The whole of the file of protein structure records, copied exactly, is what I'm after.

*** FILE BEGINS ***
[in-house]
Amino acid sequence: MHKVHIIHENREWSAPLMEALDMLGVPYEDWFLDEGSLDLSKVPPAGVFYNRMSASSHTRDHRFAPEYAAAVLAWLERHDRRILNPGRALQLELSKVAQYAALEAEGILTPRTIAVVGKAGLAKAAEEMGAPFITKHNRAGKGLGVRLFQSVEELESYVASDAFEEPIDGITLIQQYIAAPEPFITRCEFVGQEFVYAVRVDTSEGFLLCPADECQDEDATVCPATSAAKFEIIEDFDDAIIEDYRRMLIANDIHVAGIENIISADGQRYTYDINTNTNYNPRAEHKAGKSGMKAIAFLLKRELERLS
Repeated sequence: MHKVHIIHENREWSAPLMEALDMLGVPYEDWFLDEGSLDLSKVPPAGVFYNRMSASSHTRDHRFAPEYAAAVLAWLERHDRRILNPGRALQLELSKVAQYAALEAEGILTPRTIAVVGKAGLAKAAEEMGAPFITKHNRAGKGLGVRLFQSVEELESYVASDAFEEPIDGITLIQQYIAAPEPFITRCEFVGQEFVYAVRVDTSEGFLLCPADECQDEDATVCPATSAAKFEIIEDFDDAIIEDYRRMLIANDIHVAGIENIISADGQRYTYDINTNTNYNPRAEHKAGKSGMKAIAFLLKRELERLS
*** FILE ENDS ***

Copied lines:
[in-house]
Amino acid sequence: MHKVHIIHENREWSAPLMEALDMLGVPYEDWFLDEGSLDLSKVPPAGVFYNRMSASSHTRDHRFAPEYAAAVLAWLERHDRRILNPGRALQLELSKVAQYAALEAEGILTPRTIAVVGKAGLAKAAEEMGAPFITKHNRAGKGLGVRLFQSVEELESYVASDAFEEPIDGITLIQQYIAAPEPFITRCEFVGQEFVYAVRVDTSEGFLLCPADECQDEDATVCPATSAAKFEIIEDFDDAIIEDYRRMLIANDIHVAGIENIISADGQRYTYDINTNTNYNPRAEHKAGKSGMKAIAFLLKRELERLS
Repeated sequence: MHKVHIIHENREWSAPLMEALDMLGVPYEDWFLDEGSLDLSKVPPAGVFYNRMSASSHTRDHRFAPEYAAAVLAWLERHDRRILNPGRALQLELSKVAQYAALEAEGILTPRTIAVVGKAGLAKAAEEMGAPFITKHNRAGKGLGVRLFQSVEELESYVASDAFEEPIDGITLIQQYIAAPEPFITRCEFVGQEFVYAVRVDTSEGFLLCPADECQDEDATVCPATSAAKFEIIEDFDDAIIEDYRRMLIANDIHVAGIENIISADGQRYTYDINTNTNYNPRAEHKAGKSGMKAIAFLLKRELERLS